Migrant deaths in the channel “cannot go on”
Religious leaders have said the tragedy when 27 migrants died as they tried to cross the channel, must never happen again. The Archbishop of Canterbury Justin Welby said “This cannot go on”. It was a devastating loss of life and a better system was needed, based on safety, compassion, justice and cooperation across frontiers. The Chief Rabbi Ephraim Mirvis said it was an unspeakable tragedy and everything must be done to ensure the 27 deaths were the last. The Archbishop of Westminster Cardinal Vincent Nichols said the terrible loss of so many lives in the Channel was a tragic summons to action which showed the ruthless evil of the traffickers and the desperation of those trying to escape poverty, conflict or persecution in search of a better life.
Jersey politicians vote in favour of assisted dying
Jersey’s States Assembly has approved the principle of legalising assisted dying. The proposal was passed by a large majority – 36 in favour, 10 against and three absent. A further debate on the issue will be held next year, after details of the processes and safeguards have been developed, with the decision on a draft law probably taking place in 2023. The scheme would only be open to Jersey residents, aged 18 or over, who have the capacity to make the decision. The debate followed a citizens jury where 78% voted in favour of changing the law.
Australian religious discrimination bill finally presented
The Australian Prime Minister Scott Morrison has introduced a religious discrimination bill which will protect people expressing views based on their faith. Critics say this will reverse equality laws affecting LGBTIQ+ people, women and people with disability. Religious schools will be able to appoint and sack people on grounds of their “ethos”, which campaigners fear will lead to gay teachers being sacked. It took three years to frame the bill due to fierce opposition. The prime minister said the “soul and the spirit” of an individual needed to be protected like other personal attributes and the bill would be a foil to “cancel culture” by preventing the marginalisation of people of faith. Guardian story here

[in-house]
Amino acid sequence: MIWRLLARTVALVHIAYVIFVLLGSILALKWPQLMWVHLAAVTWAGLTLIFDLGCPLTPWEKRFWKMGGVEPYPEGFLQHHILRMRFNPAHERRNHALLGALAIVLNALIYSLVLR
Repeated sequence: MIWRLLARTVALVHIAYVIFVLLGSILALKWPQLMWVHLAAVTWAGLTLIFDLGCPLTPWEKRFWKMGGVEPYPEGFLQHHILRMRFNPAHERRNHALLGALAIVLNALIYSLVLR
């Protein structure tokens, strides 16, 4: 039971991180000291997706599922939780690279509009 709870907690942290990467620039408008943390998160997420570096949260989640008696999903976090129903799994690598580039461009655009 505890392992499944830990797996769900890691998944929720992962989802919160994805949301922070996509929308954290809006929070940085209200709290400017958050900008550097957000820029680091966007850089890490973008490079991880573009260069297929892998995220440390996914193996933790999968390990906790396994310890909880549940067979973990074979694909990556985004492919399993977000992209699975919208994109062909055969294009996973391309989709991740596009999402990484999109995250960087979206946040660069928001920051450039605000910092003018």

Salvation Army provides units of accommodation for rough sleepers
The Salvation Army is providing beds in portakabins for homeless rough sleepers in York this winter. Each container has four bedrooms, with a toilet and washing facilities, and technology which identifies signs of life, alerting staff if a life is in danger, as many homeless people have multiple health problems. The units are made by Protectal Ltd which hopes to offer them to other councils in the future.
Warning to get vaccinated as Jewish festival of Hanukkah approaches
Hanukkah, the Jewish festival of lights, starts on Sunday 28 November and lasts eight nights. Candles are lit on a nine-branch candelabrum “menorah”, special fried foods are eaten and games played with spinning tops called dreidels. As the Jewish communities prepare for the festival, the Board of Deputies President Marie van der Zyl is urging people to stay Covid secure and ensure they are properly vaccinated, especially as different generations will meet for social occasions. She says that as of last weekend, there have been 954 Jewish funerals carried out where the deceased contracted Covid-19, an increase of 3 on the previous week.
Archaeologists find fort from historic conflict remembered at Hanukkah
The Religion News Service reports that Israeli archaeologists have discovered a stronghold from the historic conflict remembered at Hanukkah. They think it was a building of the Seleucids, the occupying Greek power which attempted to defend itself from a revolt led by the Hasmoneans, a family of Jewish priests led by Mattathias and his son Judah, known as Judah the Maccabee. The conflict ended when the Maccabees defeated the Hellenistic army in 164 BCE and the Temple in Jerusalem was re-dedicated. Their victory is remembered in the festival of Hanukkah. The excavation directors say the site is on a hill with sweeping views of a large city, Maresha. They found evidence of a structure 45 feet square with 9 foot thick walls, seven rooms, burned wooden beams, pottery, iron weapons and coins from that era..
Religion Media Centre Creating Connections project has drawn to a close
The Religion Media Centre’s project “Creating Connections”, bringing people from religious organisations together with local media, has drawn to a close. We were in Leeds, Plymouth, Nottingham, Birmingham and Manchester and there was one theme that rang out in all five cities – the media want your stories. In the final panel of the Manchester event, which closed the series, Michelle Mayman, editor of BBC North West Tonight, said regional news was all about building relationships with community groups. “If you want to get your story out there, you have to trust somebody,” she said. : “I would urge you to have faith in people and to develop that trust so you can tell those stories. Have faith in us.”